Former Insomnia Cookies employees who went on strike against the company last August after alleging unfair working conditions reached a settlement with the company Tuesday.
The workers, who brought forth charges with the National Labor Relations Board, will be compensated with payback totaling more than $4,000 and will have their terminations rescinded from their records.
In addition, the settlement requires Insomnia Cookies to hang a poster in their Harvard Square location stating the company is union-neutral and will not fire workers for union activity, according to an Industrial Workers of the World press release Wednesday.
“Once we heard about the settlement, I was stoked because we actually made them pay up for what they owed us,” former Insomnia worker and striker Jonathan Peña said.
Peña and three of his fellow workers, Chris Helali, Niko Stapczynski, and Luke Robinson, went on strike over working conditions at Insomnia Cookies, claiming they were being paid below minimum wage, were not allowed breaks, and were forced to work long hours.
"I had something to lose, but I put it in my head that I didn’t really care because I was standing up for something,” Peña said.
Management fired all four workers immediately after they went on strike. The workers subsequently joined the Industrial Workers of the World union, which helped them appeal to the National Labor Relations Board. Industrial Workers of the World also helped them start an advocacy campaign, which included pickets and boycotts to spread their cause to the broader community.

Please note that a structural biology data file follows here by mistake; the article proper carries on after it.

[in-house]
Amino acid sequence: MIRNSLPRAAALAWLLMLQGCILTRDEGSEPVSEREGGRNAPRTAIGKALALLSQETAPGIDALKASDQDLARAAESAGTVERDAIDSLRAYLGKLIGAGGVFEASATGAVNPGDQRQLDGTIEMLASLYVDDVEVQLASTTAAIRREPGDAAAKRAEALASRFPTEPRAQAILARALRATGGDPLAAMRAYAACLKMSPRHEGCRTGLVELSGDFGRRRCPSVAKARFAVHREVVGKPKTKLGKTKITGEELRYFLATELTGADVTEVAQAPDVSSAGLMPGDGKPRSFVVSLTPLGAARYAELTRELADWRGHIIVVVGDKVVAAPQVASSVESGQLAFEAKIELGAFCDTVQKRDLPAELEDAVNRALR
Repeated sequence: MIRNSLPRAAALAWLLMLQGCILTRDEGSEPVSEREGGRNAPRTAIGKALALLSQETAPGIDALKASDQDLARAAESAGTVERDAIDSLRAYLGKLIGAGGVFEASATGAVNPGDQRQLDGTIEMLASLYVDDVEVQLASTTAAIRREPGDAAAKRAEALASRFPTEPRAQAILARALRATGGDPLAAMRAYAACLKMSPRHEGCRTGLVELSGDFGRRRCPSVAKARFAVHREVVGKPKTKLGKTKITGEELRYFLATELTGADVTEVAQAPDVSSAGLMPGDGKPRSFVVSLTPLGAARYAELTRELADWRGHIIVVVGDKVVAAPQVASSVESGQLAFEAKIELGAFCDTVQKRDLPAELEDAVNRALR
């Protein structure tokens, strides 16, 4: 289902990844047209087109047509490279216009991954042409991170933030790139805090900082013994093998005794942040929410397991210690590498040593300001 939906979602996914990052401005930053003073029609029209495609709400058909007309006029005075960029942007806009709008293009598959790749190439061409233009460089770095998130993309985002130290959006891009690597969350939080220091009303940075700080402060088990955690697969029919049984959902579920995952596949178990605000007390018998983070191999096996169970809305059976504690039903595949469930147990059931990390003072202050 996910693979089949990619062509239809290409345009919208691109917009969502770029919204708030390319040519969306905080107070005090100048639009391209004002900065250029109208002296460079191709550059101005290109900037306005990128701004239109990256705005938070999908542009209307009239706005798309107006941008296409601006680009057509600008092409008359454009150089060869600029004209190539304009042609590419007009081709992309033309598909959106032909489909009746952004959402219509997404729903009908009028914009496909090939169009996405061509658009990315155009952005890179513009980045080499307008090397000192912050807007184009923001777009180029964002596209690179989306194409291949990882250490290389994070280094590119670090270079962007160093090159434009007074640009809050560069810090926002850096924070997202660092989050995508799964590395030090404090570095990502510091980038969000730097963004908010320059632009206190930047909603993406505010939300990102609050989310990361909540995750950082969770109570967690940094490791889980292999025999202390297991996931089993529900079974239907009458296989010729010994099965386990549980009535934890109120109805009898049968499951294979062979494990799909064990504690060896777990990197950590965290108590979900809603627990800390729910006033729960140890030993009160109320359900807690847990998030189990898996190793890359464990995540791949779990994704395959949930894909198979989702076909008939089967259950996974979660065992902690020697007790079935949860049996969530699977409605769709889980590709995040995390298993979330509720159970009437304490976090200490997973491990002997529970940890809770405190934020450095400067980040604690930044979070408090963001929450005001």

“We found out from contacts inside the store that the campaign—between the picketing and boycotts—was definitely hurting their business,” said Industrial Workers of the World delegate Geoff Carens, who is also a Harvard library assistant.
Harvard’s Student Labor Action Movement took to the cause by leading a petition for students to boycott the cookie company, which received hundreds of signatures. Students also teamed up with students from Boston University, Industrial Workers of the World, and the Insomnia Cookie strikers for pickets, marches, rallies, forums, and phone blitzes to generate enthusiasm for their cause.
“[Insomnia is] a business so affected by Harvard students,” Student Labor Action Movement member Zoe A. Onion ’17 said. “We realized that we had the capacity to change these [strikers’] lives.”
The collective effort by many in the Cambridge community contributed to the success in the settlement, Carens said. He credits much of the efforts to Harvard’s Student Labor Action Movement.